In my travels through IT-land I’ve seen basically two ways of people cooperating in a team or teams cooperating: the vertical and the horizontal organisation. In the vertical organisation, one person (or team) is responsible for one functionality, from start to finish. In the horizontal organisation, one person (or team) is responsible for a common layer of several functionalities and you need each one of them to complete a functionality. As a result of Conway’s Law, this organisation is reflected in the architecture of the systems.
Each of these ways of organizing has distinct advantages and drawbacks. Many organisations go through regular flip-flops, switching from vertical to horizontal and back, only to trade one set of drawbacks for another.
The advantage of the vertical model (the integrated team) is that they have their eye firmly on the goal: delivering a useful system for the customer.
We have all seen the disadvantages: silo systems. Systems that are not integrated, have trouble exchanging information, have nothing in common, no reuse, enormous amounts of duplication. A too narrow focus on the local goal (the current system), without looking at the global goal (all systems that support the business).
All good news voor EAI consultants and vendors…
The advantage of the horizontal model is that the people in each layer are very knowledgeable in their area and can focus on one specific area. There’s natural reuse as all applications use common layers.
The big disadvantage is that it’s hard to see the goal of the whole system. Each layer starts to define their own local goal. The local goal can be misaligned with the global goal, or even go against the global goal. Sometimes, the means and the goal get confused: framework authors try to increase the amount of framework code that is used in applications, whether the framework helps the application writers or not; methodologists start to measure conformance to process or documents instead of results; DBAs try to increase database stability by denying all change, at the expense of the applications using the database…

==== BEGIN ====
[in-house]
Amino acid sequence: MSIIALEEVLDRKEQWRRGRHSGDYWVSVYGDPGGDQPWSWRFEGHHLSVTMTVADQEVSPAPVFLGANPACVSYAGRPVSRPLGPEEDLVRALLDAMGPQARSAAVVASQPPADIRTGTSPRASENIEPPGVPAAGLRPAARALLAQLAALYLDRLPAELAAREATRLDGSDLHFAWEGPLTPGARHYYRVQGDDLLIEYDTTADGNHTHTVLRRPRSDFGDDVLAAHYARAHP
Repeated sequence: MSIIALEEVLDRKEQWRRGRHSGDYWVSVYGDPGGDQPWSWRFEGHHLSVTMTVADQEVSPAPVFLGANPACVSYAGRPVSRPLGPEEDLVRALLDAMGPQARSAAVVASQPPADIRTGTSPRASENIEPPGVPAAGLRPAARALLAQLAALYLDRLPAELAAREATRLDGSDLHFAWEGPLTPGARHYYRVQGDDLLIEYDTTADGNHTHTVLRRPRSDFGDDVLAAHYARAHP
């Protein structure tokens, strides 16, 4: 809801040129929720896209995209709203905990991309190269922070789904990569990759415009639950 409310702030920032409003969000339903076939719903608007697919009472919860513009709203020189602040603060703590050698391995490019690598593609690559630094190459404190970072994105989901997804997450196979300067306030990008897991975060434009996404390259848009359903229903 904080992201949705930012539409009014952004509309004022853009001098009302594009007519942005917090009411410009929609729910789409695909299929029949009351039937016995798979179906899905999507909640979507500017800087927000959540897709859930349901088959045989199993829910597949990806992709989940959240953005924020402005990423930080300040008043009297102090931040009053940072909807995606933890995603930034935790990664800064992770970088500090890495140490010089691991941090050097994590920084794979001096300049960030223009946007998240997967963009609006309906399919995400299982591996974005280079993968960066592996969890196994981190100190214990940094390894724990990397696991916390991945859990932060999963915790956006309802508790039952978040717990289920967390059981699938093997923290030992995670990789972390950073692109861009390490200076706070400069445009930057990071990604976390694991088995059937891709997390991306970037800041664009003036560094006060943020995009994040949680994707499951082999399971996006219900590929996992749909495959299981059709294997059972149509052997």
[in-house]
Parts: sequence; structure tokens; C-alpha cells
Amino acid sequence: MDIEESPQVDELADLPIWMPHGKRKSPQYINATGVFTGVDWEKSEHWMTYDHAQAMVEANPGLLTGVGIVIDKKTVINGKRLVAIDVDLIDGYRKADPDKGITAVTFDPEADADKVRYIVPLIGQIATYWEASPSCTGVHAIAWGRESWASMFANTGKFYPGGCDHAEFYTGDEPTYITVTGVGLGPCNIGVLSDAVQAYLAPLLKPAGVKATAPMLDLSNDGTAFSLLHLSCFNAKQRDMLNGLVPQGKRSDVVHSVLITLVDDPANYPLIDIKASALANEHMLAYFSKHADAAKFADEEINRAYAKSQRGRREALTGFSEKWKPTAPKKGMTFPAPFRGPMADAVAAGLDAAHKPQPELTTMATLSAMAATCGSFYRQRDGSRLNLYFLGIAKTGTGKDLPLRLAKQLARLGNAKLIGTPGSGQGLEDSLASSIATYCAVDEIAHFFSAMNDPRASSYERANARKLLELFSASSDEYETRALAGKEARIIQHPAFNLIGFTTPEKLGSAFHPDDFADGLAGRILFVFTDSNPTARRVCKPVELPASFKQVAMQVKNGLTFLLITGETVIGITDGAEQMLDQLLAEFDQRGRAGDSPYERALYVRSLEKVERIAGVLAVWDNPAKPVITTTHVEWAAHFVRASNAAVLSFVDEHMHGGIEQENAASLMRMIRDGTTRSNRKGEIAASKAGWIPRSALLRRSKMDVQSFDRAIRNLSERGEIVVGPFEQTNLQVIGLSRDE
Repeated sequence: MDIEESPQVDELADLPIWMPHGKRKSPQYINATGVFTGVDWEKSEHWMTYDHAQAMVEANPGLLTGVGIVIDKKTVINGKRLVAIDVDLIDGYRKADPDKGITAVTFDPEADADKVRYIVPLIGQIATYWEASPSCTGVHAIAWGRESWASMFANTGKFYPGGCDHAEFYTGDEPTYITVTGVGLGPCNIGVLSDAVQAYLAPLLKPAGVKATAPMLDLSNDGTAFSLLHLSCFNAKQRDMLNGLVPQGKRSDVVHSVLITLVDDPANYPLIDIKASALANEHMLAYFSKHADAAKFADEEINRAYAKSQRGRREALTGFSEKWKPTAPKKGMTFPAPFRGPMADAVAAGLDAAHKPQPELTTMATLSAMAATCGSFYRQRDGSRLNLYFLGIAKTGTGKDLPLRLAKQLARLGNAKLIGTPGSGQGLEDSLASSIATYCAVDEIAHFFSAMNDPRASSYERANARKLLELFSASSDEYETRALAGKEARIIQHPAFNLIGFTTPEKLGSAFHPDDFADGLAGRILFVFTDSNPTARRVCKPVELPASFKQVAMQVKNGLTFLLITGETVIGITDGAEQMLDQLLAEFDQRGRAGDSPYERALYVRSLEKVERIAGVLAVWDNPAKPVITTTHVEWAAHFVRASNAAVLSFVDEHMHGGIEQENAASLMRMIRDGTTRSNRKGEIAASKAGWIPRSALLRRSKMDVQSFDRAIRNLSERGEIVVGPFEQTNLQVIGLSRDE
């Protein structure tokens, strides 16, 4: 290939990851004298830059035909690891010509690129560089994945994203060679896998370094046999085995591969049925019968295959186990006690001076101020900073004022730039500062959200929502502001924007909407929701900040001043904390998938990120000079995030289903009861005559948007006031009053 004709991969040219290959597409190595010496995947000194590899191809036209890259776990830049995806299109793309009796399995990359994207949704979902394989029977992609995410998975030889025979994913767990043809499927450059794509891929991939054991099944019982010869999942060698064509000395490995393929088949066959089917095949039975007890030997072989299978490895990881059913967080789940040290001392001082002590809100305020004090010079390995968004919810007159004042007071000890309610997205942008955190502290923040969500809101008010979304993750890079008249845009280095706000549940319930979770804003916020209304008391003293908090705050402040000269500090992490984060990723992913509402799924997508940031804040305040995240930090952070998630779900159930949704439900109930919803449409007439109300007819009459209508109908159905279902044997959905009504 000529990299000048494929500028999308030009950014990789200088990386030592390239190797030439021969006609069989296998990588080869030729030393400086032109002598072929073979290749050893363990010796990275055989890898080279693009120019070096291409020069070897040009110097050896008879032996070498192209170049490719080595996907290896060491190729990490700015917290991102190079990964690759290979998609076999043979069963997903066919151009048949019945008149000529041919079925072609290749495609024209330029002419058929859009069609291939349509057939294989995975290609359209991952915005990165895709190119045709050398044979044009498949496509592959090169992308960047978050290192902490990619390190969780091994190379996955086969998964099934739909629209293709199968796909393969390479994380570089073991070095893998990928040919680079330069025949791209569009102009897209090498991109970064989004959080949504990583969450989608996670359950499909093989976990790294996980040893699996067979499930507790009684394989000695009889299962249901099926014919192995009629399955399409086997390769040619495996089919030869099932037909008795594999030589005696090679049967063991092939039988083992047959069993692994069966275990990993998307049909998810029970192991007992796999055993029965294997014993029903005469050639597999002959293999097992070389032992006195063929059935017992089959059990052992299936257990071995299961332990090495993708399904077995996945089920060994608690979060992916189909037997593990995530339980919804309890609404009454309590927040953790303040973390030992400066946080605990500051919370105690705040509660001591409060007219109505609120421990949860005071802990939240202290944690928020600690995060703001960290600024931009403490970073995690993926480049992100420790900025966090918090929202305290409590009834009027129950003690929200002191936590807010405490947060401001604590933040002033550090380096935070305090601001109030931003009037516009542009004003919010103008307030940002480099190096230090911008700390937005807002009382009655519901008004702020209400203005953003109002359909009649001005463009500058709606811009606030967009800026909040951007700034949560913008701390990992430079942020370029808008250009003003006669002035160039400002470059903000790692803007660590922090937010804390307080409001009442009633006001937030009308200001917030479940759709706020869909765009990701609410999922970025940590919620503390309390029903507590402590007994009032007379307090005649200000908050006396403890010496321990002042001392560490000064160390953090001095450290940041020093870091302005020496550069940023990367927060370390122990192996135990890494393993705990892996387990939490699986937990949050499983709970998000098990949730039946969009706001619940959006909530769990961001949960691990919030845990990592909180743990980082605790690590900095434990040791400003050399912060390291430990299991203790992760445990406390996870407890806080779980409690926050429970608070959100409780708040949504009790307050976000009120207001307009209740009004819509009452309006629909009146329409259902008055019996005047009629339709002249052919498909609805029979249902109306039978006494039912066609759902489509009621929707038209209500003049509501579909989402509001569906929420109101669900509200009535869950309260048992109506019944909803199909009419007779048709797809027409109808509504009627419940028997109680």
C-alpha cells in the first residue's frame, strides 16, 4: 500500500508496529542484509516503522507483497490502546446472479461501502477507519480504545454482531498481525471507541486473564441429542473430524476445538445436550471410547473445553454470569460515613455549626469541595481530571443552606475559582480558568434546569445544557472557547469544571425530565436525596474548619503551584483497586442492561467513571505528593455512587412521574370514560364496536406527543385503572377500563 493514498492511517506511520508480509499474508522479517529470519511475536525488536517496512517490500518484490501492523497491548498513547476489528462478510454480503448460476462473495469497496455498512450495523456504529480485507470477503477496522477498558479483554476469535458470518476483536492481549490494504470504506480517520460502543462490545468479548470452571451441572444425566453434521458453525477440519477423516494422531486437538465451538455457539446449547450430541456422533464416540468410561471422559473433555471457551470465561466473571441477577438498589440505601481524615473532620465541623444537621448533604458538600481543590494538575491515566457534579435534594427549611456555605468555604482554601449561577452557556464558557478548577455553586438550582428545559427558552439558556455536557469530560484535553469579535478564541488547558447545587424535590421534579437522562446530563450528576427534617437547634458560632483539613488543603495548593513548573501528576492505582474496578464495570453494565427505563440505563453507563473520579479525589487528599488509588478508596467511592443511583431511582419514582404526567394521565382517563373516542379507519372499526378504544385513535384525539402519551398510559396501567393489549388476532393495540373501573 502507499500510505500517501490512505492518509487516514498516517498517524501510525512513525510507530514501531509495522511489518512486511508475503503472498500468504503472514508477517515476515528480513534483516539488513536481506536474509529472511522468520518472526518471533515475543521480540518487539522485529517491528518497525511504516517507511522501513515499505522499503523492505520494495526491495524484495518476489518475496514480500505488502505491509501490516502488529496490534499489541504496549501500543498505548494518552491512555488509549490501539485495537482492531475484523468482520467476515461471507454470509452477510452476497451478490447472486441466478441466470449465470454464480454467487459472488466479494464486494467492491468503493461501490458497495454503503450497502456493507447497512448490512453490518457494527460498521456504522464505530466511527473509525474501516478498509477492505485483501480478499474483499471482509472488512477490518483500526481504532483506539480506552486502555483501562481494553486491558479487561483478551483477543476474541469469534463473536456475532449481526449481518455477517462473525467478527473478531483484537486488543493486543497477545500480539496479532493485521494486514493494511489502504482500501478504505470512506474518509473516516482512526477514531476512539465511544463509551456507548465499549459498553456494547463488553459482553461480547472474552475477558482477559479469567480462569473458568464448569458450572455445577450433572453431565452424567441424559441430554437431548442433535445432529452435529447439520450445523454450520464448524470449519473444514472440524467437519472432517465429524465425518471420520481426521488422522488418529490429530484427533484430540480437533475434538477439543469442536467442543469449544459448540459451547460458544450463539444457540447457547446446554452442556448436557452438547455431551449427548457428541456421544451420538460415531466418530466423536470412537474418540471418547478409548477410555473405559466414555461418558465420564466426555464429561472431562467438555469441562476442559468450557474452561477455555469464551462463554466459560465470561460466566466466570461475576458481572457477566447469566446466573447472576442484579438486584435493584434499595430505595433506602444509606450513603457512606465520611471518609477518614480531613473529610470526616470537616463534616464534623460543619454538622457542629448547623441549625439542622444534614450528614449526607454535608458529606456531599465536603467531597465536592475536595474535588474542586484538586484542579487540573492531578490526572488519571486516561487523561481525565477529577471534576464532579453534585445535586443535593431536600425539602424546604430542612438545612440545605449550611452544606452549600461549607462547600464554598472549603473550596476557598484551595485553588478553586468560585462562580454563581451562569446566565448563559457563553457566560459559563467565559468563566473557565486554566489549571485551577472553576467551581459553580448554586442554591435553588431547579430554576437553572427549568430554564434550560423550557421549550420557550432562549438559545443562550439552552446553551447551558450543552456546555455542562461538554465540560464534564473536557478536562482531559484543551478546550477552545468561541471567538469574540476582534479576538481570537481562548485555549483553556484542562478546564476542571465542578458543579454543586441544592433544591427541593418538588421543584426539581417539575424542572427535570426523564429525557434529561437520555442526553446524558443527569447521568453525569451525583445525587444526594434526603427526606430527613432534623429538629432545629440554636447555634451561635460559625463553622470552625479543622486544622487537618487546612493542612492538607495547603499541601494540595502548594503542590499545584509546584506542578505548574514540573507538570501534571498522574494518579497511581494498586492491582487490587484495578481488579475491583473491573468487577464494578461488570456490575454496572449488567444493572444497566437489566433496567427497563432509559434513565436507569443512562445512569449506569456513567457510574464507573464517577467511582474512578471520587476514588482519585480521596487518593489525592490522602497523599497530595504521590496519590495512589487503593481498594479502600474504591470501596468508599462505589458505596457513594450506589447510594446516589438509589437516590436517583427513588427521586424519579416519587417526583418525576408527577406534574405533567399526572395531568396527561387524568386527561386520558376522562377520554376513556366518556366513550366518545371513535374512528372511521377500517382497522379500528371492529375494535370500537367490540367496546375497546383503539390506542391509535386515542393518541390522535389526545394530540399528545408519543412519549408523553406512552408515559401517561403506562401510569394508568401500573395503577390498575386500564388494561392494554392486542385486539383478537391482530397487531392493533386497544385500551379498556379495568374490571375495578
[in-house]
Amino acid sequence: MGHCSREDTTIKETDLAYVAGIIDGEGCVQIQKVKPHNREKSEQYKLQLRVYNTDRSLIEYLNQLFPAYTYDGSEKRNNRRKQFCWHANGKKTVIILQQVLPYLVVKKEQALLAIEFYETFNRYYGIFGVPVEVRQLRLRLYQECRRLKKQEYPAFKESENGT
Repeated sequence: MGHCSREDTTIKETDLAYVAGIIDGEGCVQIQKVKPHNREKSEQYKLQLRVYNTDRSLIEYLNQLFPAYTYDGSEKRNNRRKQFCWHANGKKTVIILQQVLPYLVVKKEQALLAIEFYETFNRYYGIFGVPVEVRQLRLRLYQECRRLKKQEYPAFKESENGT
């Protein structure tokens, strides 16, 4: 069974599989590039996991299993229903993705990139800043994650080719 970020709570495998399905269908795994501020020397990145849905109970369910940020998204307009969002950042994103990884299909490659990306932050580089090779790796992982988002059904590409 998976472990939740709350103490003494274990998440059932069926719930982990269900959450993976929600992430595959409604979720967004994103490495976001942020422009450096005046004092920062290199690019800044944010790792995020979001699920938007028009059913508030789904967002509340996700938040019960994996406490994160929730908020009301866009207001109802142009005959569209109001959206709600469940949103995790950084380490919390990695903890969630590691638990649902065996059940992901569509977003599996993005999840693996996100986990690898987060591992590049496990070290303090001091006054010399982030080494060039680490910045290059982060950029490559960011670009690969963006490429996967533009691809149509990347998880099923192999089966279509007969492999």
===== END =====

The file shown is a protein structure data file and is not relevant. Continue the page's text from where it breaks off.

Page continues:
Beyond the flipflop
Of course, most (larger) organisations are not organized along such clear lines: there’s a mixture of horizontal and vertical teams. In these cases there’s often a tension between the two types of groups.
Thinking Beyond Lean by Michael Cusumano and Kentaro Nobeoka describes a refined and pragmatic organisation with a combination of specialists vs generalists, reuse vs uniqueness, integrated vs separated in use at Toyota since a few years. See the previous entry for a more extensive description.
If I can choose, I prefer to start with a vertical organisation, because they have a clear idea of the goal. Then factor out commonalities. Get the different teams, one by one, to communicate with each other, to find commonalities and ways to share useful resources.
With a horizontal organisation, it’s important to make the global goal clear again for everybody involved. One effective way to do this is to create a “virtual crossfunctional team” for the duration of the project. Get the layers to communicate with each other, preferably using a “pull” model, where the layers closest to the customer request services from the layers further away.
Been there, done that!
With the exception of one case, I’ve always worked in “vertically” oriented, customer and delivery focused groups. In the one horizontal case, the goals of the group actually ended up working against the global goal.
Tomorrow, I start to work for a “horizontal” team. More stories will surely follow.
Note to self: keep your eye on the goal!